How proximity to a 'green' roof or wall affects city residents is the subject of a research project being carried out in Sydney by Charles Sturt University (CSU) student, Ms Karina Maloney. The Honours student in the School of Environmental Sciences at CSU in Albury-Wodonga is investigating residents living in or near a building that has plants growing on roofs or outside walls, and the impact it has on residents’ perceptions of the local landscape and their health. "As more Australians move to the city, the role of nature in the urban environment has become increasingly important," Ms Maloney said. "To learn more about the role of nature in urban areas, we are conducting a survey of residents in one of the three groups: those that reside in a building with a ‘green’ roof or wall; those that can see the vegetation of a nearby green roof or wall; and those that live in a nearby building and cannot see green roof or wall vegetation. We are looking for relationships between the three groups of residents in their satisfaction in the surrounding landscape, their connection to nature and their physical health.”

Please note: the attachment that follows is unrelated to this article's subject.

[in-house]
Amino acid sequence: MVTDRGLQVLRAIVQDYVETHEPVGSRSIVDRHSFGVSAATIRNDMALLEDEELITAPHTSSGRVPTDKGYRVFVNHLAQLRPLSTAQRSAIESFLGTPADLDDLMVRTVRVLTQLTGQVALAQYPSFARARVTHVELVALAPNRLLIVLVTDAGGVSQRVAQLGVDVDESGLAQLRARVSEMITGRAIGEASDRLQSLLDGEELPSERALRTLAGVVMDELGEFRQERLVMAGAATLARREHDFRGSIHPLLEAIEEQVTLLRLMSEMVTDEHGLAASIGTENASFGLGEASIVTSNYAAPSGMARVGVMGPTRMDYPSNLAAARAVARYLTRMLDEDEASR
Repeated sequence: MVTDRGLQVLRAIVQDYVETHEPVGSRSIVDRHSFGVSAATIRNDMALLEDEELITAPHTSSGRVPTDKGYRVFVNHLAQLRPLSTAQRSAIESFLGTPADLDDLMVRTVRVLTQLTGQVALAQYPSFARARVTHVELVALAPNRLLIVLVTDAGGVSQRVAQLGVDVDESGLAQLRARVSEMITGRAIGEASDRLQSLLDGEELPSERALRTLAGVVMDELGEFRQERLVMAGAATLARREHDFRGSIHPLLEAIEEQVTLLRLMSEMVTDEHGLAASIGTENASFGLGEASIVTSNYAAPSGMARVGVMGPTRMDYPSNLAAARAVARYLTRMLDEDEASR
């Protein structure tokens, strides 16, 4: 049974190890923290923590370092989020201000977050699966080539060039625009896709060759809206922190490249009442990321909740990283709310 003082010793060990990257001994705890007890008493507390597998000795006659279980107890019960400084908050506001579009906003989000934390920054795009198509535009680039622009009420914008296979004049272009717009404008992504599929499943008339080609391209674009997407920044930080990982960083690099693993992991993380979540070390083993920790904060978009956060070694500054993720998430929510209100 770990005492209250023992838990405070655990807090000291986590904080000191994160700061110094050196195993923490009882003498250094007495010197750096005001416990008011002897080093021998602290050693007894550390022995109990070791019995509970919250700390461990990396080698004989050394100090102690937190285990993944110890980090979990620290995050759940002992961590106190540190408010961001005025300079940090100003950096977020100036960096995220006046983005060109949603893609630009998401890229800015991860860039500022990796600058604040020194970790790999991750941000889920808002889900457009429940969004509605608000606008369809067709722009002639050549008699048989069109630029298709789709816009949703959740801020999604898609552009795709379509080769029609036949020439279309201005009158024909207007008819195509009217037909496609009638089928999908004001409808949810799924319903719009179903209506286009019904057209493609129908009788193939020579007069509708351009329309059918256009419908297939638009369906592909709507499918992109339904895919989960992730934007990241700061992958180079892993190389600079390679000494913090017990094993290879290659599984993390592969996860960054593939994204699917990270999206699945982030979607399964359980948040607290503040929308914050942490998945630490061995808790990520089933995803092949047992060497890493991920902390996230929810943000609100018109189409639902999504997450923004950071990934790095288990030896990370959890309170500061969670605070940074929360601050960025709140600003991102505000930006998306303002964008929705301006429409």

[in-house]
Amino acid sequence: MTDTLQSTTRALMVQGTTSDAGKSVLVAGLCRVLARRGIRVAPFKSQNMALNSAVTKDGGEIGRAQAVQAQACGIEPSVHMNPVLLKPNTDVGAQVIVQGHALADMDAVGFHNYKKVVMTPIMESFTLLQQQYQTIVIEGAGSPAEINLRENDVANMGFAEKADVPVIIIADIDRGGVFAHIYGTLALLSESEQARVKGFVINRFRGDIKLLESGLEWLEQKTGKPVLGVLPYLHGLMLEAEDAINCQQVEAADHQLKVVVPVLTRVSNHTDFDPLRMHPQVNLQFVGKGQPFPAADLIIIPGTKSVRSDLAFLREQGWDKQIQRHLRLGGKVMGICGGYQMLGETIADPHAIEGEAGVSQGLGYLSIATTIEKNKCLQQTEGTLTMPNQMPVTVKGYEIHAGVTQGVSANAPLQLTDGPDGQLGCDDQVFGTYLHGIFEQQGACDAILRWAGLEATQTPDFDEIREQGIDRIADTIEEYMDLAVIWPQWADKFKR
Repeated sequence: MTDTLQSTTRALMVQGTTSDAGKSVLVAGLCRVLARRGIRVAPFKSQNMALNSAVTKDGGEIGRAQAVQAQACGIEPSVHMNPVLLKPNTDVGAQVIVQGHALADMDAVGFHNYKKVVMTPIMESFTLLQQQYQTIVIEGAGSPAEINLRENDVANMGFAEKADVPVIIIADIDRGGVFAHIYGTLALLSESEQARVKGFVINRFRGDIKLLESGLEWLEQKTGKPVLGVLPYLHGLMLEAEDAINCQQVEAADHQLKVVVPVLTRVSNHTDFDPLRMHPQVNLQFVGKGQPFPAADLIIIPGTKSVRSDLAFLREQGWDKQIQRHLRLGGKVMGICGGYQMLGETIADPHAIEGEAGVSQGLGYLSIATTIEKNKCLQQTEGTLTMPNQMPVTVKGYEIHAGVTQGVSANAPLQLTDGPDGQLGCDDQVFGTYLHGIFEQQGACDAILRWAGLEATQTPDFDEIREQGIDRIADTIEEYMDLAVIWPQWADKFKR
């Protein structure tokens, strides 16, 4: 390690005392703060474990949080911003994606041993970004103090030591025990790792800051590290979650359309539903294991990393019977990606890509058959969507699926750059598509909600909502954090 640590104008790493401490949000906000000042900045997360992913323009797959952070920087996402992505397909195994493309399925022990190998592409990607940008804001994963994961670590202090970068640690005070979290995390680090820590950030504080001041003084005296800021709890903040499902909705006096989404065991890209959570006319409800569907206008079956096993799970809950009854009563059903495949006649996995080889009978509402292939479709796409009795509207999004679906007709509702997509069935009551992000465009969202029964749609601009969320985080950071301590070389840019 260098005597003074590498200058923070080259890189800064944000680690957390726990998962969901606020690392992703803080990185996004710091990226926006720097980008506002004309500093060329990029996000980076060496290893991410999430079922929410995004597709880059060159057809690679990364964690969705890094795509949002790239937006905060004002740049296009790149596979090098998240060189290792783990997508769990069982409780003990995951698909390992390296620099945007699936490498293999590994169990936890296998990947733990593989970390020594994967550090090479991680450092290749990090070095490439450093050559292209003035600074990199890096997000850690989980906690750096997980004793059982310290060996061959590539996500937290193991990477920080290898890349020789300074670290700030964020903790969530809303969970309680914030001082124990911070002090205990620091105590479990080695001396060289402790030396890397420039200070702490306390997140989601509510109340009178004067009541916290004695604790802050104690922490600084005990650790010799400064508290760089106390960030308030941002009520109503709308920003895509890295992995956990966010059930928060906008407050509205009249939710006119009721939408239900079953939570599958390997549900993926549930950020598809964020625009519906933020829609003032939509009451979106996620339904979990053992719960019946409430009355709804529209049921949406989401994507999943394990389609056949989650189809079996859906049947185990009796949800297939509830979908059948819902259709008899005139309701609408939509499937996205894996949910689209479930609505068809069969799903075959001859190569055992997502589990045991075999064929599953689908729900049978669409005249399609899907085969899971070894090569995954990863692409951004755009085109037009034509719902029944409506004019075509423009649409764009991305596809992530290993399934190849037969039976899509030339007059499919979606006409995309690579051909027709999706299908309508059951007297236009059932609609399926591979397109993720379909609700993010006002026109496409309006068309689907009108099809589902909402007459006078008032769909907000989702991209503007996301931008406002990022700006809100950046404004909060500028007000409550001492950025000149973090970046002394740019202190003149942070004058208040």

Charles Sturt University (CSU) will close for the Christmas-New Year break from 12.30pm on Friday 21 December and will re-open on Wednesday 2 January 2013. Best wishes to all our readers from the CSU Media team.
Nguluway, the Wiradjuri word for ‘Meeting with Each Other’, is the title under which Indigenous staff from across Charles Sturt University (CSU) will meet this week for their annual conference. About 30 Indigenous staff are expected to attend the two-day event at the Convention Centre at CSU in Wagga Wagga from Wednesday 11 August to Thursday 12 August. Wiradjuri Elder Aunty Flo Grant will give the Welcome to Country from 9.20am on Wednesday 11 August. CSU Vice-Chancellor and President Professor Ian Goulter will address Nguluway at 9.30am and the Indigenous dance group from Wagga Wagga Maliyaa, will perform at 10am. Indigenous Elders and community members will join CSU staff for these sessions of Nguluway. The University’s Australian Indigenous Employment Strategy aims to increase the proportion of Indigenous staff in continuing positions and boost the overall representation of Indigenous staff to three per cent. Read more about the strategy here.